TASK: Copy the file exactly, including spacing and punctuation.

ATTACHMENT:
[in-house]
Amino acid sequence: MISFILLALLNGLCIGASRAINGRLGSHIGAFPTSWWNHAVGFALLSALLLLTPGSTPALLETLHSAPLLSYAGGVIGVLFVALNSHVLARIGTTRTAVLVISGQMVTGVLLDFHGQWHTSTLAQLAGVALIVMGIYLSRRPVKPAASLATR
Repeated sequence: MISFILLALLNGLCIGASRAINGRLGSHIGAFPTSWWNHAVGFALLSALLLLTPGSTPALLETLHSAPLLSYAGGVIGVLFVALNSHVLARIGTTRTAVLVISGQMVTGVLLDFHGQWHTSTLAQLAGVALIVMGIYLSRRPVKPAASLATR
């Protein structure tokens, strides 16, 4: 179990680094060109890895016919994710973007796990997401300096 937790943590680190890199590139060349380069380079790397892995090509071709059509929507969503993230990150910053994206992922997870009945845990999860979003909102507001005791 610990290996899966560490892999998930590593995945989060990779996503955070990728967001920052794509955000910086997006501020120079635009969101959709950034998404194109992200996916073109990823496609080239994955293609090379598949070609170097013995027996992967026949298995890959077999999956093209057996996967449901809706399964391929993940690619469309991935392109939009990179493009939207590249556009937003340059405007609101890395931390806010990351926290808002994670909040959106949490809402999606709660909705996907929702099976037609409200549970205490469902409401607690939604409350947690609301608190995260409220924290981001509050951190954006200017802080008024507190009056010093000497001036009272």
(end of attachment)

[in-house]
Amino acid sequence: MISFILLALLNGLCIGASRAINGRLGSHIGAFPTSWWNHAVGFALLSALLLLTPGSTPALLETLHSAPLLSYAGGVIGVLFVALNSHVLARIGTTRTAVLVISGQMVTGVLLDFHGQWHTSTLAQLAGVALIVMGIYLSRRPVKPAASLATR
Repeated sequence: MISFILLALLNGLCIGASRAINGRLGSHIGAFPTSWWNHAVGFALLSALLLLTPGSTPALLETLHSAPLLSYAGGVIGVLFVALNSHVLARIGTTRTAVLVISGQMVTGVLLDFHGQWHTSTLAQLAGVALIVMGIYLSRRPVKPAASLATR
């Protein structure tokens, strides 16, 4: 179990680094060109890895016919994710973007796990997401300096 937790943590680190890199590139060349380069380079790397892995090509071709059509929507969503993230990150910053994206992922997870009945845990999860979003909102507001005791 610990290996899966560490892999998930590593995945989060990779996503955070990728967001920052794509955000910086997006501020120079635009969101959709950034998404194109992200996916073109990823496609080239994955293609090379598949070609170097013995027996992967026949298995890959077999999956093209057996996967449901809706399964391929993940690619469309991935392109939009990179493009939207590249556009937003340059405007609101890395931390806010990351926290808002994670909040959106949490809402999606709660909705996907929702099976037609409200549970205490469902409401607690939604409350947690609301608190995260409220924290981001509050951190954006200017802080008024507190009056010093000497001036009272």